From: Government Accountability Office
Posted: Tuesday, May 17, 2016
NOAA Is Working to Ensure Continuity but Needs to Quickly Address Information Security Weaknesses and Future Program Uncertainties
What GAO Found
The $11.3 billion Joint Polar Satellite System (JPSS) program has continued to make progress in developing the JPSS-1 satellite for a March 2017 launch. However, the program has experienced recent delays in meeting interim milestones, including a key instrument on the spacecraft that was delivered almost 2 years later than planned. In addition, the program has experienced cost growth ranging from 1 to 16 percent on selected components, and it is working to address selected risks that have the potential to delay the launch date.
Although the National Oceanic and Atmospheric Administration (NOAA) established information security policies in key areas recommended by the National Institute of Standards and Technology, the JPSS program has not yet fully implemented them. Specifically, the program categorized the JPSS ground system as a high-impact system, and selected and implemented multiple relevant security controls. However, the program has not yet fully implemented almost half of the recommended security controls, did not have all of the information it needed when assessing security controls, and has not addressed key vulnerabilities in a timely manner (see figure). Until NOAA addresses these weaknesses, the JPSS ground system remains at high risk of compromise.
NOAA has made progress in assessing and mitigating a near-term satellite data gap. GAO previously reported on weaknesses in NOAA's analysis of the health of its existing satellites and its gap mitigation plan. The agency improved both its assessment and its plan; however, key weaknesses remain. For example, the agency anticipates that it will be able to have selected instruments on the next satellite ready for use in operations 3 months after launch, which may be optimistic given past experience. GAO is continuing to monitor NOAA's progress in addressing prior recommendations.
Looking ahead, NOAA has begun planning for new satellites to ensure data continuity. This program would include two new JPSS satellites and a smaller interim satellite. However, uncertainties remain on the expected useful lives of the current satellites, and NOAA has not evaluated the costs and benefits of different launch scenarios based on up-to-date estimates. Until it does so, NOAA may not be making the most efficient use of the nation's sizable investment in the polar satellite program.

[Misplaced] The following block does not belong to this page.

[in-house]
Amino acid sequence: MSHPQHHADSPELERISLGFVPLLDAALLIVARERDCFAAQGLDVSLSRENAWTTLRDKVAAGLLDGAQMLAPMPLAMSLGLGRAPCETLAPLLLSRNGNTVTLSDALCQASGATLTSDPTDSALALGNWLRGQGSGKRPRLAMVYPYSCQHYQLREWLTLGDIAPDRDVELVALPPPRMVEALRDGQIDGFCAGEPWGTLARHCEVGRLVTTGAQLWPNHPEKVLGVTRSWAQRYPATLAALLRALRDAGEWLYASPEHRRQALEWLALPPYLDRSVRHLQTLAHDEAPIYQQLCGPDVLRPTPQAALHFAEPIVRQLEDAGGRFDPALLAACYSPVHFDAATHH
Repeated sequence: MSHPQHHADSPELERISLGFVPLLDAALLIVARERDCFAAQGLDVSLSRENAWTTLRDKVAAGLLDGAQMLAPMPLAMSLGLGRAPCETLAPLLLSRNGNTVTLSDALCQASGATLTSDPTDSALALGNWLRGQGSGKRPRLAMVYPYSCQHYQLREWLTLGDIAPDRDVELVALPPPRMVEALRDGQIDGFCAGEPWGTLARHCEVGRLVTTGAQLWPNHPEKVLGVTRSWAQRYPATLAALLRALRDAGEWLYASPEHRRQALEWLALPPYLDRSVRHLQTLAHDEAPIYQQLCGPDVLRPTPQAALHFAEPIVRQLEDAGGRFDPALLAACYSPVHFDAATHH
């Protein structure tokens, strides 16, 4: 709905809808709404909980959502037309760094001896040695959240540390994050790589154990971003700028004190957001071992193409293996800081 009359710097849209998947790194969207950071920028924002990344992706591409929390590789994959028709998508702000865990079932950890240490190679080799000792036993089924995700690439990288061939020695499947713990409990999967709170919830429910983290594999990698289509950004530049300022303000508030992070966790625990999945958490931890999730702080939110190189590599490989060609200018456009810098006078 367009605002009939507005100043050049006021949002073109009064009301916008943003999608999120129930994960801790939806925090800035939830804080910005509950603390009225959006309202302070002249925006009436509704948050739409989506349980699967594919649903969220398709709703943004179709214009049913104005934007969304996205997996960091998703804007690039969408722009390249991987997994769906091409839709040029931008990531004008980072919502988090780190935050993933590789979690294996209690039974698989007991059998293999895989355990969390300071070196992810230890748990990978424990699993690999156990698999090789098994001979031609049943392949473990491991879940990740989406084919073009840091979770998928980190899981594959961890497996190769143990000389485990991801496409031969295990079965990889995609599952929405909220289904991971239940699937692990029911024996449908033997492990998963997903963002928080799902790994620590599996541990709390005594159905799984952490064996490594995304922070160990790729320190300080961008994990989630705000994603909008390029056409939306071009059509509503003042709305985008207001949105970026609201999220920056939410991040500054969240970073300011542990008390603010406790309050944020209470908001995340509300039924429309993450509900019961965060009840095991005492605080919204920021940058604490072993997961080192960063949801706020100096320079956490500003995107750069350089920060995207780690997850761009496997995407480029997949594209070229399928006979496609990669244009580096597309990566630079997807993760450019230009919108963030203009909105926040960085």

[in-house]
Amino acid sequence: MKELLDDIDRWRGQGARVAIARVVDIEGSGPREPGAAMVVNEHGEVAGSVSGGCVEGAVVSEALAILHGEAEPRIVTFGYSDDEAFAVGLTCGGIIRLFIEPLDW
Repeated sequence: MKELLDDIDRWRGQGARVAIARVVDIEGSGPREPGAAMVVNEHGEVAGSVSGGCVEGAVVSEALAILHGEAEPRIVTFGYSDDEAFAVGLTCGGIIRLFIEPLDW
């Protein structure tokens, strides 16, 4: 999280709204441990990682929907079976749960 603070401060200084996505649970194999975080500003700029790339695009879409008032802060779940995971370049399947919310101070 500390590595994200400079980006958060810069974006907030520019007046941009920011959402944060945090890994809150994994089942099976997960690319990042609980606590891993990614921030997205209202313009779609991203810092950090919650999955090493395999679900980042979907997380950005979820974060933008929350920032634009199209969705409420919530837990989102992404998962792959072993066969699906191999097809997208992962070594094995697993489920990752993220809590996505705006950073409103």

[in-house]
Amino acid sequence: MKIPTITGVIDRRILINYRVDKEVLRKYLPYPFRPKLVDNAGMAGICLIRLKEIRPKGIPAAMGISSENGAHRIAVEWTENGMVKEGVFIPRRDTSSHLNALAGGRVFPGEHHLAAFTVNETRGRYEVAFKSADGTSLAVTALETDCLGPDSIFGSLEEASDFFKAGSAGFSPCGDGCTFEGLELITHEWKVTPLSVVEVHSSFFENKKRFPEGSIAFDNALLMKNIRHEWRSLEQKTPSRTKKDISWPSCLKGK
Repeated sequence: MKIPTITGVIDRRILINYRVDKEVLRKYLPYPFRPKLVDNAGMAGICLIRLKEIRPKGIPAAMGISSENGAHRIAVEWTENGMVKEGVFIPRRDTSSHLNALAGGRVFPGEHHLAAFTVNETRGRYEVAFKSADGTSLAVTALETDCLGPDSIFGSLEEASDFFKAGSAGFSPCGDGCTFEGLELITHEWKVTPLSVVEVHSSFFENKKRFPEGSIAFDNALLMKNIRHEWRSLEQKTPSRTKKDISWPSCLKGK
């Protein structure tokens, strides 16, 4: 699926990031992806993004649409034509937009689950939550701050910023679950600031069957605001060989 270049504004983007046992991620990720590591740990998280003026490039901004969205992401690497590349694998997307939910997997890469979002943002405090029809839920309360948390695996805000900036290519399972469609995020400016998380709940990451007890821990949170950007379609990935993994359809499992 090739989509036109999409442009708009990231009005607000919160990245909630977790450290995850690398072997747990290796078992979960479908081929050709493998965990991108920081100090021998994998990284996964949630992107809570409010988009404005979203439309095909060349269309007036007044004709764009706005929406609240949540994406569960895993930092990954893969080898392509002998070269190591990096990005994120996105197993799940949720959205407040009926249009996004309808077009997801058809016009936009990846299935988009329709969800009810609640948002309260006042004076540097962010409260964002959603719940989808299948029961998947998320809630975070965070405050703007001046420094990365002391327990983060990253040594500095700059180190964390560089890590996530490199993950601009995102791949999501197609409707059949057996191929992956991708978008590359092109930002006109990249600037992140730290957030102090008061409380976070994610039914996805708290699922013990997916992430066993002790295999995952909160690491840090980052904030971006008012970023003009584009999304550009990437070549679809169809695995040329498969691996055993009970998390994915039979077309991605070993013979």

Why GAO Did This Study
NOAA established the JPSS program in 2010 to replace aging polar satellites and provide critical environmental data used in forecasting the weather. However, the potential exists for a gap in satellite data if the current satellite fails before the next one is operational. Because of this risk and the potential impact of a gap on the health and safety of the U.S. population and economy, GAO added this issue to its High Risk list in 2013, and it remained on the list in 2015.
GAO was asked to review the JPSS program. GAO's objectives were to (1) evaluate progress on the program, (2) assess efforts to implement appropriate information security protections for polar satellite data, (3) evaluate efforts to assess and mitigate a potential near-term gap in polar satellite data, and (4) assess agency plans for a follow-on polar satellite program. To do so, GAO analyzed program status reports, milestone reviews, and risk data; assessed security policies and procedures against agency policy and best practices; examined contingency plans and actions, as well as planning documents for future satellites; and interviewed experts as well as agency and contractor officials.
What GAO Recommends
GAO recommends that NOAA take steps to address deficiencies in its information security program and complete key program planning actions needed to justify and move forward on a follow-on polar satellite program. NOAA concurred with GAO's recommendations and identified steps it is taking to address them.
For more information, contact David A. Powner at (202) 512-9286 or firstname.lastname@example.org.
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